445th AMDS reservist has passion for helping others

  • Published
  • By Capt. John T. Stamm
  • 445th Airlift Wing Public Affairs
"I love people." If that was all you knew about Tech. Sgt. Herodina "Dina" Lu, 445th Aerospace Medicine Squadron dental technician, it would be all you needed to know. However, she is also the epitome of the Air Force Core Values "Integrity First, Service Before Self and Excellence In All We Do," which would make her a prime candidate for a USAF Reserve poster-child if there was one.

Born in the Philippines, her father was an enlisted sailor with the United States Navy. The family relocated to California when she was only three months old. At age 14, they moved back to the Philippines where she finished high school. It was then that she found her love for medicine and compassion for helping others.

"I was taking up minor subjects in college at the same time my older sister was finishing up her final year of medical school," Lu said. "I would tag along with her on her rotations when I wasn't busy. In the Philippines, there are only rich and poor. If you don't have money, you don't get the optimum care you need. I saw people sick and dying and I thought, how can we treat people this way? Their care shouldn't be based on their economic status."

It's this first-hand experience of healthcare in a developing nation, and the desire to provide that care to the less-fortunate, that motivates Lu to pursue a medical degree as a physician assistant. PAs are healthcare professionals trained and licensed to practice medicine under the supervision of a physician. They may perform any medical or surgical duties that are delegated to them by the physician. Lu is currently enrolled in the 29-month Master of Science degree program in the physician assistant field at the Morehead, Ky., branch of the University of Kentucky.

Lt. Col. Michael A. Cooper, 445th AMDS Chief of Clinical Services, is not only Lu's supervisor but he's also the associate director of the program at the Morehead campus. He knows first-hand the incredible sacrifices that she has made, and continues to make, in attaining her goals of bettering herself and helping others in need.

"The Physician Assistant program at the University of Kentucky is highly competitive," Cooper said. "We receive hundreds of applications every year, but only accept 60 students. It's a holistic process where we not only look at undergraduate work and GRE (Graduate Record Examination) scores, but we also place candidates in various scenarios to see how they perform under pressure."

Performing under pressure is something that is second nature to Airmen. So is sacrifice. Sergeant Lu continues to make sacrifices in her endeavors. Her husband and children reside in the Dayton, Ohio, area while she temporarily lives near the Morehead campus attending classes and studying during the week. Drawing on her military experience, she also provides mentorship to the other students, which is not only noted but welcomed and appreciated by the faculty there.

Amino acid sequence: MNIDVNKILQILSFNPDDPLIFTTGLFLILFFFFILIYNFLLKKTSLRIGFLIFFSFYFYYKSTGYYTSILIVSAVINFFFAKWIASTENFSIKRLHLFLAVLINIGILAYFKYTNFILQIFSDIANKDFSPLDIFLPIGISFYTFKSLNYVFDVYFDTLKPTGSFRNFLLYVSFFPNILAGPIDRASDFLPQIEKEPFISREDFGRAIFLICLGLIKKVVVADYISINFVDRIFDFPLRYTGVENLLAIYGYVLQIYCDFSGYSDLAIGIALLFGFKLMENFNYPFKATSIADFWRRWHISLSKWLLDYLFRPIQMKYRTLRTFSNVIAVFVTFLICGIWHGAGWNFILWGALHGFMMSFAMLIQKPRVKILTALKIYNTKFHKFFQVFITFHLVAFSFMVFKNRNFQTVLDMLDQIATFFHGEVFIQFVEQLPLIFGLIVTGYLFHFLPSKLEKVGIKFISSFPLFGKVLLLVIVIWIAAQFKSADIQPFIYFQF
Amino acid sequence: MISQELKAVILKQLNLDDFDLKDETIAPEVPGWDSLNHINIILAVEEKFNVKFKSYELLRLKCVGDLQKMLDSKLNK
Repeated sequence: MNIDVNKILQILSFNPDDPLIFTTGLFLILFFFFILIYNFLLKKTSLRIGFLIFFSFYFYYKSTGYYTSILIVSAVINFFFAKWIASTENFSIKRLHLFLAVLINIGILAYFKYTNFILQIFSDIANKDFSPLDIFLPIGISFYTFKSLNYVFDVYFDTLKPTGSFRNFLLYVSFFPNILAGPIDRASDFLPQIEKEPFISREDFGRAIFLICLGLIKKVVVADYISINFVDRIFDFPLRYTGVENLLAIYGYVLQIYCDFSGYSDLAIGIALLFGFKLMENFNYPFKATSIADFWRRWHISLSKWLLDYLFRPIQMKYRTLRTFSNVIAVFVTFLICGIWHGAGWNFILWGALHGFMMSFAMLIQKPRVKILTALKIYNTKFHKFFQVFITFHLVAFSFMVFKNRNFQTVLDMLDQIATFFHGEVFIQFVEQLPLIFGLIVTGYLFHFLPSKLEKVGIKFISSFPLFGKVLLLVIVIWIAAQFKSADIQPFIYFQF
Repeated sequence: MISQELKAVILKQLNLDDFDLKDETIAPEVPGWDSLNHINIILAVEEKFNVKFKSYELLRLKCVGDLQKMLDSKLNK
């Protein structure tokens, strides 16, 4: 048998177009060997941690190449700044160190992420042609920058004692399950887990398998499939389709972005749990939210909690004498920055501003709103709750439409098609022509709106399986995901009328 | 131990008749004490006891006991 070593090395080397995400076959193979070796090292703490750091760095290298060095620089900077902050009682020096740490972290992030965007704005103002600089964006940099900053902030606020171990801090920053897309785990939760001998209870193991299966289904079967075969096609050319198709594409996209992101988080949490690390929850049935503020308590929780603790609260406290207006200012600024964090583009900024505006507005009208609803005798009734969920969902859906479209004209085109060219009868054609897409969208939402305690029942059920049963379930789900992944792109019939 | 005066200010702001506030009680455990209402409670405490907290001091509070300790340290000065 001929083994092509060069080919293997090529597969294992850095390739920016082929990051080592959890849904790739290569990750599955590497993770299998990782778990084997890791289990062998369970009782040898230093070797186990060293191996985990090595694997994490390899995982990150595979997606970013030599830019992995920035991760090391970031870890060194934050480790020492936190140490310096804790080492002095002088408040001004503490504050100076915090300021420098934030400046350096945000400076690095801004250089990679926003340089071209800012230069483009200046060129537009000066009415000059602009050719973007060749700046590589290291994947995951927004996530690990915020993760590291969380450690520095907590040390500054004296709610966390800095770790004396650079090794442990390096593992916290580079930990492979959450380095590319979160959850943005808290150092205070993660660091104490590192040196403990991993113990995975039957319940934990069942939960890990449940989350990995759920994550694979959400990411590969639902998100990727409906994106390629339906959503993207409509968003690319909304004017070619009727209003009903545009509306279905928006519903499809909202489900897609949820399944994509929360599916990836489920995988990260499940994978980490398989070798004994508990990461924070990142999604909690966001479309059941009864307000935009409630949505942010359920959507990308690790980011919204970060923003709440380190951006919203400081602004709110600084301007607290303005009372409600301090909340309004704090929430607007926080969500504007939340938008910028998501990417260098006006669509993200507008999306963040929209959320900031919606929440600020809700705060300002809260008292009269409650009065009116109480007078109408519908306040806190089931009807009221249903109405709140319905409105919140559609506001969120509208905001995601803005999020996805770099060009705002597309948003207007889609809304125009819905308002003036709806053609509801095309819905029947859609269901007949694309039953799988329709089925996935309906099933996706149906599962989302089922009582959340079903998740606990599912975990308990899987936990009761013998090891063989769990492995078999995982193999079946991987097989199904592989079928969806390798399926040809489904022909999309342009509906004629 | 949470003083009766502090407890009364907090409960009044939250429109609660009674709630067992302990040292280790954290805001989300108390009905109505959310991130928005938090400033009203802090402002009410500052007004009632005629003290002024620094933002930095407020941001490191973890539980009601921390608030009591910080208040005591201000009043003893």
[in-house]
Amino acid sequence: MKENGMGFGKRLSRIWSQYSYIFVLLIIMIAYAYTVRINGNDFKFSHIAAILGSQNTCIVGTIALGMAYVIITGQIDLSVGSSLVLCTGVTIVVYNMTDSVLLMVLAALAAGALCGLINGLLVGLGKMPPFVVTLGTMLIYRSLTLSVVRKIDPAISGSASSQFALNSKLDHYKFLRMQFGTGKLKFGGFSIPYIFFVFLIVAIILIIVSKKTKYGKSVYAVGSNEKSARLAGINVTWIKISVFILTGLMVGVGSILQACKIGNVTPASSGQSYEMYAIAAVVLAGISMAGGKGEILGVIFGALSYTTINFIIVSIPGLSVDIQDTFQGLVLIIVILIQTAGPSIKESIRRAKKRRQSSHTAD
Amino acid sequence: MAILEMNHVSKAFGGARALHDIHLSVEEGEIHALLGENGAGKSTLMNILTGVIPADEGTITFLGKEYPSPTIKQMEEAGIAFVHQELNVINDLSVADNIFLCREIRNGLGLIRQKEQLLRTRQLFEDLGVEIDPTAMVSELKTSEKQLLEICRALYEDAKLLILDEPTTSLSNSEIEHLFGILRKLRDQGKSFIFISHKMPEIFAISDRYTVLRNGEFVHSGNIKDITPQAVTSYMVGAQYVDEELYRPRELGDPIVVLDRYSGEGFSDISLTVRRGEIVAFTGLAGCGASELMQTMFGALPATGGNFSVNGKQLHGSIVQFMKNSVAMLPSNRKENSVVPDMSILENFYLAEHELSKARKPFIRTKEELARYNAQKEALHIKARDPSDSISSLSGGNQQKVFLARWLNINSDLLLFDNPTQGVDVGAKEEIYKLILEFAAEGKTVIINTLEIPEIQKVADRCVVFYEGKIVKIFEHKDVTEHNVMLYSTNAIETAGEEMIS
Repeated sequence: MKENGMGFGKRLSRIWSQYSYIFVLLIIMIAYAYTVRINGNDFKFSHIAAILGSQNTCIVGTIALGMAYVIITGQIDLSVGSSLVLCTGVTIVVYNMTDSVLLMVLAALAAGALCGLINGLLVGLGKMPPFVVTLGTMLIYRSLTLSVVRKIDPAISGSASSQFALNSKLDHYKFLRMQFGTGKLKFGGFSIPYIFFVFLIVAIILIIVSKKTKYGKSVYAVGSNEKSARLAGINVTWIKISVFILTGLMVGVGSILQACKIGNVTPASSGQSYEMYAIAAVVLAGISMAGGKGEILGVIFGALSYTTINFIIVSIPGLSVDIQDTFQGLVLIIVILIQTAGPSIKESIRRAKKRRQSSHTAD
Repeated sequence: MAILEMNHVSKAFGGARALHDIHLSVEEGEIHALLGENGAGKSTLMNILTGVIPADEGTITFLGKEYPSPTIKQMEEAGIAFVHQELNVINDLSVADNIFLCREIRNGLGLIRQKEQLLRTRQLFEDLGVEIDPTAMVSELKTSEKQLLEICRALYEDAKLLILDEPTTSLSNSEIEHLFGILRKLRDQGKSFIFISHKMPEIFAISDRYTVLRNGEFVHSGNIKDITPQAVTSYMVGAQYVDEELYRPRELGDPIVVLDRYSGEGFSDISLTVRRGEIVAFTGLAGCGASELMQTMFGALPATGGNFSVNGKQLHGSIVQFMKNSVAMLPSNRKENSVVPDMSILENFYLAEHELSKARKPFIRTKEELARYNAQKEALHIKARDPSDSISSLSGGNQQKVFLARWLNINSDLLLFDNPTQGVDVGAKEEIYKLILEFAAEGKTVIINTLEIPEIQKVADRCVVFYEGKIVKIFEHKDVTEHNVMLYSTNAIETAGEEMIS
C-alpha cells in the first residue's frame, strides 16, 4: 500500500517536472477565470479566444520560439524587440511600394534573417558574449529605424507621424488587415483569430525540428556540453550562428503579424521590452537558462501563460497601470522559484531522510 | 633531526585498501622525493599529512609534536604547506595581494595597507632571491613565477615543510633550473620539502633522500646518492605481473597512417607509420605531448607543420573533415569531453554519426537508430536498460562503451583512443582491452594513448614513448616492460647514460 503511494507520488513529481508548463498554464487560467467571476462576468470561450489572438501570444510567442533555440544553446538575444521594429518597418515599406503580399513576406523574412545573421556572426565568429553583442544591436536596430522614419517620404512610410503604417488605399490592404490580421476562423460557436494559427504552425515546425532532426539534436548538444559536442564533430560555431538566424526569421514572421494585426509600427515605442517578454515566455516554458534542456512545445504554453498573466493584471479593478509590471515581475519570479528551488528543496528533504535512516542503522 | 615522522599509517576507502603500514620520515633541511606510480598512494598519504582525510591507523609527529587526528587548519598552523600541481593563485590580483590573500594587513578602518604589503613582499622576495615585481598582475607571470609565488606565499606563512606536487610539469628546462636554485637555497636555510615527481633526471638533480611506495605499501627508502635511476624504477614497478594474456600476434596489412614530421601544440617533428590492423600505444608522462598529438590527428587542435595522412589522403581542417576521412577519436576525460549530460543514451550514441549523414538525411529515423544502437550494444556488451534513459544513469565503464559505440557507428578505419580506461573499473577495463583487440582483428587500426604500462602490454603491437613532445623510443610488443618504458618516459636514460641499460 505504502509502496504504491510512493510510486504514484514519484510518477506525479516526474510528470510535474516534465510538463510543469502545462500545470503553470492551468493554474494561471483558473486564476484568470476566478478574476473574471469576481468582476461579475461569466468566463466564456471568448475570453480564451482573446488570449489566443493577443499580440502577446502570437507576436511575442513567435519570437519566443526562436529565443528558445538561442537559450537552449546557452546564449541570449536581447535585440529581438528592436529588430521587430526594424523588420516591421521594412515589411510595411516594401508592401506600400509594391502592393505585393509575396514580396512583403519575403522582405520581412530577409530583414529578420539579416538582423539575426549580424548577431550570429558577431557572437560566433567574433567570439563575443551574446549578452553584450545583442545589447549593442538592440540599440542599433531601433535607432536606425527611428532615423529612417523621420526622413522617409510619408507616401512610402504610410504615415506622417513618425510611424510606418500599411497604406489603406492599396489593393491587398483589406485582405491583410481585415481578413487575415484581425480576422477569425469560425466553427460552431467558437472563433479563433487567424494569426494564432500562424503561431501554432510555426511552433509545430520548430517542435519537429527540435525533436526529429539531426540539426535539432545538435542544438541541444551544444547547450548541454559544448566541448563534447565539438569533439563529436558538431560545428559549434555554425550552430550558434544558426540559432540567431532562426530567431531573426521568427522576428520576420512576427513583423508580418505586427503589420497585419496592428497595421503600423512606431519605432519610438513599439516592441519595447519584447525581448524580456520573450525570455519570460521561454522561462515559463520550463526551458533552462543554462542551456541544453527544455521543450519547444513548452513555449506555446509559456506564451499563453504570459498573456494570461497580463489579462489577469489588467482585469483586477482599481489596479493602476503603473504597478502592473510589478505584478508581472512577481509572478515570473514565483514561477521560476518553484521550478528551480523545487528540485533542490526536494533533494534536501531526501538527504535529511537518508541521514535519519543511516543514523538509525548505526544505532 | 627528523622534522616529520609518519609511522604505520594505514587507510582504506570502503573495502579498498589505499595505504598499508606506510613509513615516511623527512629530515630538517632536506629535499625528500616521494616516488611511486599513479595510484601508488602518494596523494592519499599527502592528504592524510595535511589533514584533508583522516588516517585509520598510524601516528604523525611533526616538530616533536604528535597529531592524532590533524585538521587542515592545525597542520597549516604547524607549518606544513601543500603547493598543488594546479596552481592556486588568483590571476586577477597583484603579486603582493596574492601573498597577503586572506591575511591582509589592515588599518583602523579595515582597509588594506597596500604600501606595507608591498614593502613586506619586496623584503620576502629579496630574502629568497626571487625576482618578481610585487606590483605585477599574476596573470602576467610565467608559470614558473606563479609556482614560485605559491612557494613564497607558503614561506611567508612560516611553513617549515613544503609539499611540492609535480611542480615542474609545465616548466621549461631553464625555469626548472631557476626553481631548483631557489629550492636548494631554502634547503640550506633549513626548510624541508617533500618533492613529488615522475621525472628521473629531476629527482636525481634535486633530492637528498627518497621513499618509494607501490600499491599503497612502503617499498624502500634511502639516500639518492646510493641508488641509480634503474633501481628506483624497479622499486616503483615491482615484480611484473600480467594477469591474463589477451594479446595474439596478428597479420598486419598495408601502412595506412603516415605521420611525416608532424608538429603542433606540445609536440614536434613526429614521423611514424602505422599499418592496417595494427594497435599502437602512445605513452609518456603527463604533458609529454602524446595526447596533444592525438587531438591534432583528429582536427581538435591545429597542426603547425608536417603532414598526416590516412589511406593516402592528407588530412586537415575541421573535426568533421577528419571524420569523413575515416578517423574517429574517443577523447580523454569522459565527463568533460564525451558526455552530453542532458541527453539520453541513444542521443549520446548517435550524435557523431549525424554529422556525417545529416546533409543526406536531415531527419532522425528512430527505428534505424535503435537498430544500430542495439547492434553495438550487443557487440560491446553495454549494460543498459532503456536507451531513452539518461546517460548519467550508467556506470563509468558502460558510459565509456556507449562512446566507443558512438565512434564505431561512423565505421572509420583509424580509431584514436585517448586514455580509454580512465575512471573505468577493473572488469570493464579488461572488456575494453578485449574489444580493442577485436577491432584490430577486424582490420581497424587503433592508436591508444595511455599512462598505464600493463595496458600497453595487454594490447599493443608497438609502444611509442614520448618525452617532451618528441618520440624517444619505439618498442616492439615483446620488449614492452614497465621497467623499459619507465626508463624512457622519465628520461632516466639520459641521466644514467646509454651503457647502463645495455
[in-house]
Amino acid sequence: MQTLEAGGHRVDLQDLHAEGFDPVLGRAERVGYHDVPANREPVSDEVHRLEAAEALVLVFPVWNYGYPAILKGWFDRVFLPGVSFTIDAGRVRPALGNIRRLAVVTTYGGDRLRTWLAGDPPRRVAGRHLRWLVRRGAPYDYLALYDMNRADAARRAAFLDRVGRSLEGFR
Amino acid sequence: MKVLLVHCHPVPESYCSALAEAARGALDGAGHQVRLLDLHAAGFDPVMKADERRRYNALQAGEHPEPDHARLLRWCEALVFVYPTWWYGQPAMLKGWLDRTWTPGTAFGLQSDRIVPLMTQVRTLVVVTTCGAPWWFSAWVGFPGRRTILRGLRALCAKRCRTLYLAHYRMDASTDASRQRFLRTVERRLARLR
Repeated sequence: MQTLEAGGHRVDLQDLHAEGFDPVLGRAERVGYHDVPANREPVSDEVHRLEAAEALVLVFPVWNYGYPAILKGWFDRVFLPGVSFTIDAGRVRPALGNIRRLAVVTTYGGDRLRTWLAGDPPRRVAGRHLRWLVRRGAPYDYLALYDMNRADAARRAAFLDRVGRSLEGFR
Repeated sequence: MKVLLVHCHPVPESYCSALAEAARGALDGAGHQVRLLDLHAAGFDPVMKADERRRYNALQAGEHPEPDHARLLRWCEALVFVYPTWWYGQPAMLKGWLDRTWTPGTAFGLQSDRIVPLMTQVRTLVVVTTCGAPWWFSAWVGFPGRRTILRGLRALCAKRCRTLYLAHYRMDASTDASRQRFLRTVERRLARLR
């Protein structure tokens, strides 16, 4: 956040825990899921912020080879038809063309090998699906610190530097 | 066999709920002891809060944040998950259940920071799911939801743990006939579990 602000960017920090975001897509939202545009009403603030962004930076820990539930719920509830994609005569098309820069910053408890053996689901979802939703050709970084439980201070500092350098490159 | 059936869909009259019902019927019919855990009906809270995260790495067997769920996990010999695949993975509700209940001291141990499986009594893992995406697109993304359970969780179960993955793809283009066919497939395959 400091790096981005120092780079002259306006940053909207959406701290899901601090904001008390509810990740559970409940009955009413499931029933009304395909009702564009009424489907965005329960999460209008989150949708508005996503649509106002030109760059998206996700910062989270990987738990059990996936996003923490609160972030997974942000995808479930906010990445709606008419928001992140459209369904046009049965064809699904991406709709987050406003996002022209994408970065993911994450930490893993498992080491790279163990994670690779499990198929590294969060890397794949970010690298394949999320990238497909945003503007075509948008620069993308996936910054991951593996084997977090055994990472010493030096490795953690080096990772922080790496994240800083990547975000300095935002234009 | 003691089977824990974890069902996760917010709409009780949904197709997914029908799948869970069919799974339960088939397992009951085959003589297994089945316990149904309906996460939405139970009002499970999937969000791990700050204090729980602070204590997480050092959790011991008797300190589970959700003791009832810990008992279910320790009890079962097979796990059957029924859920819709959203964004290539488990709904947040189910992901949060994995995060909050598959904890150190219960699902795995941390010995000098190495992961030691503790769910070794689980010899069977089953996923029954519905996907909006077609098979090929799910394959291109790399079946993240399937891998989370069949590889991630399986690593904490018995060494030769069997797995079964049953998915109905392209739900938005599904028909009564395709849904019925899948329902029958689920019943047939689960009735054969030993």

"Speaking on behalf of the university, we love the military," Cooper said. "Having Dina as a student adds value to our program because she brings experience in caring for patients. The other students seem to look up to her and seek her out for advice."

In addition to serving as an inspiration to other students, Lu is carrying on a proud tradition. The physician assistant career field can trace its heritage to the military. According to the Physician Assistant Historical Society, the PA profession was first proposed to the American Medical Association in 1961 by Dr. Charles L. Hudson. In 1965, the Duke University Medical Center in North Carolina assembled the first class of physician assistants in 1965 composed of former U.S. Navy hospital corpsmen. The curriculum of the program was based, in part, on the fast-track training of medical doctors during World War II.

"The first physician assistants were combat medics returning from Vietnam," Cooper said. "We have really maintained that close relationship ever since. The military continues to be one of the prime employers of PAs, primarily as medical officers, in deployed units. Dina is prototypical of the traditional military medic that becomes a PA."

After graduation, Lu intends to bring her acquired skills back to the 445th as a commissioned officer and seek out deployments to developing countries where she can help those who don't have access to healthcare.

"Growing up in the environment I did has opened my eyes to how lucky we are in the United States," Lu said. "Can I change the world? No. But I can have a heart, love people and help give them the care they deserve regardless of who they are, rich or poor."

The Merriam-Webster dictionary does not have an entry for "change the world." If it did, "helping others" would surely be a part of the definition.